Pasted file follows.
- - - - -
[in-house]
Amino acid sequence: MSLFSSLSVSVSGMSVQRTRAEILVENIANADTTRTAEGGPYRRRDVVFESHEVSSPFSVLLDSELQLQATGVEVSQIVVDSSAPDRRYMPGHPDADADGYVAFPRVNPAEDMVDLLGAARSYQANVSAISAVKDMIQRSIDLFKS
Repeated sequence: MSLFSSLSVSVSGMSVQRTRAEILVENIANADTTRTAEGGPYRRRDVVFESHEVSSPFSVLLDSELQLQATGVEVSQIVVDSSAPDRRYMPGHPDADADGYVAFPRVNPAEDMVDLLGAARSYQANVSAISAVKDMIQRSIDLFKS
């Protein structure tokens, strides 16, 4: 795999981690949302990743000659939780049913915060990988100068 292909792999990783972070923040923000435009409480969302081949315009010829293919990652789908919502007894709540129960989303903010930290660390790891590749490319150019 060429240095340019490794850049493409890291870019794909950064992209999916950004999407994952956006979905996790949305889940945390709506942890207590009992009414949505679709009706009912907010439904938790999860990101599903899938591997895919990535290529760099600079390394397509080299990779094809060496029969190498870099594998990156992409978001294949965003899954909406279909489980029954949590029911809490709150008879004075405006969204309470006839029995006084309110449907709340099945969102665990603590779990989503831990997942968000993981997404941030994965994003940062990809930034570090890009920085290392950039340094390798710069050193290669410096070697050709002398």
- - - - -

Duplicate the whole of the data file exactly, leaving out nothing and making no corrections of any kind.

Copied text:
[in-house]
Amino acid sequence: MSLFSSLSVSVSGMSVQRTRAEILVENIANADTTRTAEGGPYRRRDVVFESHEVSSPFSVLLDSELQLQATGVEVSQIVVDSSAPDRRYMPGHPDADADGYVAFPRVNPAEDMVDLLGAARSYQANVSAISAVKDMIQRSIDLFKS
Repeated sequence: MSLFSSLSVSVSGMSVQRTRAEILVENIANADTTRTAEGGPYRRRDVVFESHEVSSPFSVLLDSELQLQATGVEVSQIVVDSSAPDRRYMPGHPDADADGYVAFPRVNPAEDMVDLLGAARSYQANVSAISAVKDMIQRSIDLFKS
């Protein structure tokens, strides 16, 4: 795999981690949302990743000659939780049913915060990988100068 292909792999990783972070923040923000435009409480969302081949315009010829293919990652789908919502007894709540129960989303903010930290660390790891590749490319150019 060429240095340019490794850049493409890291870019794909950064992209999916950004999407994952956006979905996790949305889940945390709506942890207590009992009414949505679709009706009912907010439904938790999860990101599903899938591997895919990535290529760099600079390394397509080299990779094809060496029969190498870099594998990156992409978001294949965003899954909406279909489980029954949590029911809490709150008879004075405006969204309470006839029995006084309110449907709340099945969102665990603590779990989503831990997942968000993981997404941030994965994003940062990809930034570090890009920085290392950039340094390798710069050193290669410096070697050709002398």